On February 4, 2013, the National Labor Relations Board ("NLRB") announced it would reintroduce procedures designed to speed up the union certification processes. The proposed amendments are similar to those first proposed in June 2011, referred to by some as the "ambush election rules". The June 2011 rules were successfully challenged in District Court for having been adopted without a validly constituted quorum and invalidated. The Board's appeal of that ruling was dismissed, pursuant to a joint stipulation, on December 9, 2013.
The United States Court of Appeals for the D.C. Circuit ruled Friday, January 25, 2013, President Barack Obama's National Labor Relations Board (NLRB) appointments were unconstitutional when he bypassed Senate confirmation to fill vacancies, also known as recess appointments, as the Senate was not in recess.
Acting General Counsel of the National Labor Relations Board (NLRB) Lafe E. Solomon issued Memorandum GC 13-02 on January 9, 2013 modifying existing Board policy to now permit Agency settlements to include front pay. The memorandum confirmed the long standing favoritism of Agency settlements towards reinstatement; however, it acknowledged that parties and discriminatees routinely negotiate a waiver of reinstatement in return for a monetary amount.
The National Labor Relations Board (NLRB) recently released information regarding its activities during Fiscal Year 2012. The NLRB issued 341 decisions in contested cases for the year, including 277 in unfair labor practice cases and 64 in representation cases. The Board's activities also included new rules involving several controversial areas. Most notably, the Board finalized the so-called Speedy Election rule, which is currently suspended due to pending court challenges.
Recently four (4) states (Arizona, South Carolina, South Dakota and Utah) enacted secret ballot elections amendments to their state constitutions designed to protect an employee's right to vote by secret ballot for employee representation. The amendments guarantee when local, state or federal labor law permit or require elections, designations, or authorizations for employer representation, an employee's right to vote by secret ballot.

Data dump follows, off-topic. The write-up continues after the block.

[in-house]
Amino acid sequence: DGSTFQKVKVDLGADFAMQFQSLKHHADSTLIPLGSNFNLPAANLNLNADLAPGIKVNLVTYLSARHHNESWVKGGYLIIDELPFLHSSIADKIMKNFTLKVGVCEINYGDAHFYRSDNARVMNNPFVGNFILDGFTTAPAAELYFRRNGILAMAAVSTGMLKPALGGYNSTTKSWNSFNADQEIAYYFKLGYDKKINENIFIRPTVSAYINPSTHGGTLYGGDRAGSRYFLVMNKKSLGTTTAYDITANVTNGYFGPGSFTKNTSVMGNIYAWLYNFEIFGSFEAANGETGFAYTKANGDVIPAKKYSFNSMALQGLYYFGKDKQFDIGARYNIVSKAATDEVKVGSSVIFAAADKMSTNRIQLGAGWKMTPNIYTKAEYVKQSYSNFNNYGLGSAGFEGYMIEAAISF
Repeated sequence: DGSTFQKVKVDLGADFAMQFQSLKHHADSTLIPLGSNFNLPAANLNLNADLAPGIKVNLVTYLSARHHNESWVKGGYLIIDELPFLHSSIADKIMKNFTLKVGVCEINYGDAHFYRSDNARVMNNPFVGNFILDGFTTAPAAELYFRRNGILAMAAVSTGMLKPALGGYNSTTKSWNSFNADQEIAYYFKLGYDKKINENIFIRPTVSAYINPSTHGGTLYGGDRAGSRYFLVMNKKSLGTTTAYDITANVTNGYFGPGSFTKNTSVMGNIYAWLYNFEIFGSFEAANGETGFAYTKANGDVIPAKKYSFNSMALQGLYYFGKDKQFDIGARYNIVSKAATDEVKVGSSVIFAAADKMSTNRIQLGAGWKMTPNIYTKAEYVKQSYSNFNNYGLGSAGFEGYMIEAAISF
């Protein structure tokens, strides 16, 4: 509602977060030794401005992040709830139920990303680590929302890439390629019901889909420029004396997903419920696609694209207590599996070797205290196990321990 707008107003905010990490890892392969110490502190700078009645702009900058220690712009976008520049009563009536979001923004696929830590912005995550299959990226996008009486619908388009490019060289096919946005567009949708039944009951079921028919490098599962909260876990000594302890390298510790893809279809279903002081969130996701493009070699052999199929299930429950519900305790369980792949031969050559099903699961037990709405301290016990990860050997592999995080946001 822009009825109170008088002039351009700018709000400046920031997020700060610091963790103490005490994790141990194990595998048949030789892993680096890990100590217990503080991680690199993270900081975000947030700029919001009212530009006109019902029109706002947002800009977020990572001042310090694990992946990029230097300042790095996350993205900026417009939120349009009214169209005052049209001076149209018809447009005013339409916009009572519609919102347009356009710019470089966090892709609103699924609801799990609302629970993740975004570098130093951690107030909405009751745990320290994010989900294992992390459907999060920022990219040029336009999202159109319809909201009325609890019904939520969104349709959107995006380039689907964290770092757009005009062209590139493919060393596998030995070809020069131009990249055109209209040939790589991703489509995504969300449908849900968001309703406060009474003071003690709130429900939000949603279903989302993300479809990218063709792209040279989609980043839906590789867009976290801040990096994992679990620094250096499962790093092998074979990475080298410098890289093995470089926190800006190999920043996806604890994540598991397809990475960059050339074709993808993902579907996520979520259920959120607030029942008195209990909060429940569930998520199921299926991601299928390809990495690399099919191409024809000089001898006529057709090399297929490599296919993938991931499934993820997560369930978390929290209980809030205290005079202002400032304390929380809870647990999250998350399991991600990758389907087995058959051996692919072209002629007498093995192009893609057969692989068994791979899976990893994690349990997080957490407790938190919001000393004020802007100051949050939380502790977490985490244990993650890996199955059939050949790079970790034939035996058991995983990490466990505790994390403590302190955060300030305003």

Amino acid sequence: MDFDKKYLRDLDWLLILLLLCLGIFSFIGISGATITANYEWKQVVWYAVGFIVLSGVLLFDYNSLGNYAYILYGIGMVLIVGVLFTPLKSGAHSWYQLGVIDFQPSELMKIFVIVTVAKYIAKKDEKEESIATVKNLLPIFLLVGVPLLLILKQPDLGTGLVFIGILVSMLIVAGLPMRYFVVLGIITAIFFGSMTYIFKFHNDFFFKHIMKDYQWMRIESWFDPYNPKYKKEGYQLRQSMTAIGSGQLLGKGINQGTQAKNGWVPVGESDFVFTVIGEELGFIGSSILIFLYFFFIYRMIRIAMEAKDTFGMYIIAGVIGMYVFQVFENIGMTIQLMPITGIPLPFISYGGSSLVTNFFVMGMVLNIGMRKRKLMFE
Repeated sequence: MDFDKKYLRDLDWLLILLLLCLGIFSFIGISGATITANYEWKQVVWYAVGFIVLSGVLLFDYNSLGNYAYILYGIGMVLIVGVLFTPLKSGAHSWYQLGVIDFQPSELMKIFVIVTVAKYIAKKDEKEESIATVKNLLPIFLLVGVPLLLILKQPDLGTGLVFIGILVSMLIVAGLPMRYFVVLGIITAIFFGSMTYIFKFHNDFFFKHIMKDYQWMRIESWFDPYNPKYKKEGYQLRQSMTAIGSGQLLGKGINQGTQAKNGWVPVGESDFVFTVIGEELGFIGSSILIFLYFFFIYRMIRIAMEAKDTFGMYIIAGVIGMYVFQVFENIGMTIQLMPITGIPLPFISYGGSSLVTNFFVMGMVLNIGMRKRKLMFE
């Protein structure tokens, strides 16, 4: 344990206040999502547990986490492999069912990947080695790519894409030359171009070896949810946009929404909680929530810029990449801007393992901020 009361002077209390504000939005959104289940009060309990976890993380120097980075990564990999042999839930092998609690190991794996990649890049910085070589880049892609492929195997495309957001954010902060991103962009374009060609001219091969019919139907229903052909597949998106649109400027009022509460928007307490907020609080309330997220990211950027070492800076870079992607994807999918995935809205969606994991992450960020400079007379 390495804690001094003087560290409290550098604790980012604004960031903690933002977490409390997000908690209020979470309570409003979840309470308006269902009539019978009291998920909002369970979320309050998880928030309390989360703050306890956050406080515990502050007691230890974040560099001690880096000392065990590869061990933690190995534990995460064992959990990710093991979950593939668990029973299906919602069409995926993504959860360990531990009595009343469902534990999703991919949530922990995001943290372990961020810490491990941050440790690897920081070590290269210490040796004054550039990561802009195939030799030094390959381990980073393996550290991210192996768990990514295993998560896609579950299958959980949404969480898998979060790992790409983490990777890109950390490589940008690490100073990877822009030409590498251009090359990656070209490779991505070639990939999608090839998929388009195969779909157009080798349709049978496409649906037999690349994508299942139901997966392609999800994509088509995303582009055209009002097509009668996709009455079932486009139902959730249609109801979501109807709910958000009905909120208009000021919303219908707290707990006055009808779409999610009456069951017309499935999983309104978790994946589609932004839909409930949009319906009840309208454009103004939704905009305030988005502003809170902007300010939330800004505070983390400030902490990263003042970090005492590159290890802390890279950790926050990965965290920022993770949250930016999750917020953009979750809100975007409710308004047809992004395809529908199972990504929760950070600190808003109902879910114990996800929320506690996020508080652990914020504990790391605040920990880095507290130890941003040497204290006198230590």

On May 31, 2012, the National Labor Relations Board (NLRB) Acting General Counsel Lafe E. Solomon issued a third report related to social media. Memorandum OM 12-59 acknowledges that employee use of social media relating to the workplace is increasing, and as a result employers have implemented new policies governing social media concerns, the report contains a proper policy and six incidents of overbroad policies.
The National Labor Relations Board's new elections procedures have been a concern for many employers and, despite going into effect on April 30, 2012, have been the subject of an ongoing legal challenge. While the D.C. District Court refused to issue an injunction prior to April 30, 2012 to prevent the new rules from going into effect, the Court indicated a decision on the current legal challenge would be rendered before any representative elections using the new procedures could be conducted.
On April 17, 2012, the District of Columbia Circuit Court of Appeals granted the National Association of Manufacturer's (NAM) emergency motion for an injunction pending appeal. NAM is appealing the district court's decision that held the National Labor Relations Board had authority to issue the notice posting requirement rule.
With the notice posting requirement set to take effect on April 30, 2012, court decisions continue to emerge regarding the legality of the posting requirement. On April 13, 2012, the United States District Court for the District of South Carolina held the National Labor Relations Board (NLRB) exceeded its authority in promulgating the notice posting requirement. The district court granted summary judgment in favor of the U.S. Chamber of Commerce and South Carolina Chamber of Commerce by finding the NLRB violated the Administrative Procedure Act by putting the posting requirement into effect. This posting requirement has and will continue to face legal challenges around the nation.